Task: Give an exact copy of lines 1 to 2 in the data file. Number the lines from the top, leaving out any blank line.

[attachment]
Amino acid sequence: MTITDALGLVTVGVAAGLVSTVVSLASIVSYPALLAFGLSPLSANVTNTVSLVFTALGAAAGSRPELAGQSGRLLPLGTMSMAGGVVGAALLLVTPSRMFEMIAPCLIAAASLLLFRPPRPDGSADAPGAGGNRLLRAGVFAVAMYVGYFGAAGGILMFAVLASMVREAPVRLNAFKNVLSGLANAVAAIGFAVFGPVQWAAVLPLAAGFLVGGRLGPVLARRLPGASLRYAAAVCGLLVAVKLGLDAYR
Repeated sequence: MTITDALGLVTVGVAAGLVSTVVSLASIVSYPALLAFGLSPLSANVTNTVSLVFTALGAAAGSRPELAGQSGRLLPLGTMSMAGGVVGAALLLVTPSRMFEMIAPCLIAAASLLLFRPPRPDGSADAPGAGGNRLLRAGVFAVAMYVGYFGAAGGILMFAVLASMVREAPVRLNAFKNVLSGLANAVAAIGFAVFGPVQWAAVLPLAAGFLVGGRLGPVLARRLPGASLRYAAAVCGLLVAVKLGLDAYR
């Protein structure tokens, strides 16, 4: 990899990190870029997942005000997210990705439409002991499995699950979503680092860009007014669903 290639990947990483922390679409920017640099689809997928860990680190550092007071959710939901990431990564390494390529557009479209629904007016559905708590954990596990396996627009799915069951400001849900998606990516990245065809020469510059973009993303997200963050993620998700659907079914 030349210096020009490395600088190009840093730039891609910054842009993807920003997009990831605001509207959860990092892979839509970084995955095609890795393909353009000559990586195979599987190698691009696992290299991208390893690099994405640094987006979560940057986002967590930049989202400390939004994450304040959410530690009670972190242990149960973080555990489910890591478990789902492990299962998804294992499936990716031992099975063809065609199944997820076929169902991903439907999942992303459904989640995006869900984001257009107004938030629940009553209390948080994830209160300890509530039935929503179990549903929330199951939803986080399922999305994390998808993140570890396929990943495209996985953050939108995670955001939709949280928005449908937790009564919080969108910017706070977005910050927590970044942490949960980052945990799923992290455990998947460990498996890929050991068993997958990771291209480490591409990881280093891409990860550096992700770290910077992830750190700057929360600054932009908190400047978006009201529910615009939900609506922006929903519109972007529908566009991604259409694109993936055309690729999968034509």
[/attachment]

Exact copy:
Amino acid sequence: MTITDALGLVTVGVAAGLVSTVVSLASIVSYPALLAFGLSPLSANVTNTVSLVFTALGAAAGSRPELAGQSGRLLPLGTMSMAGGVVGAALLLVTPSRMFEMIAPCLIAAASLLLFRPPRPDGSADAPGAGGNRLLRAGVFAVAMYVGYFGAAGGILMFAVLASMVREAPVRLNAFKNVLSGLANAVAAIGFAVFGPVQWAAVLPLAAGFLVGGRLGPVLARRLPGASLRYAAAVCGLLVAVKLGLDAYR
Repeated sequence: MTITDALGLVTVGVAAGLVSTVVSLASIVSYPALLAFGLSPLSANVTNTVSLVFTALGAAAGSRPELAGQSGRLLPLGTMSMAGGVVGAALLLVTPSRMFEMIAPCLIAAASLLLFRPPRPDGSADAPGAGGNRLLRAGVFAVAMYVGYFGAAGGILMFAVLASMVREAPVRLNAFKNVLSGLANAVAAIGFAVFGPVQWAAVLPLAAGFLVGGRLGPVLARRLPGASLRYAAAVCGLLVAVKLGLDAYR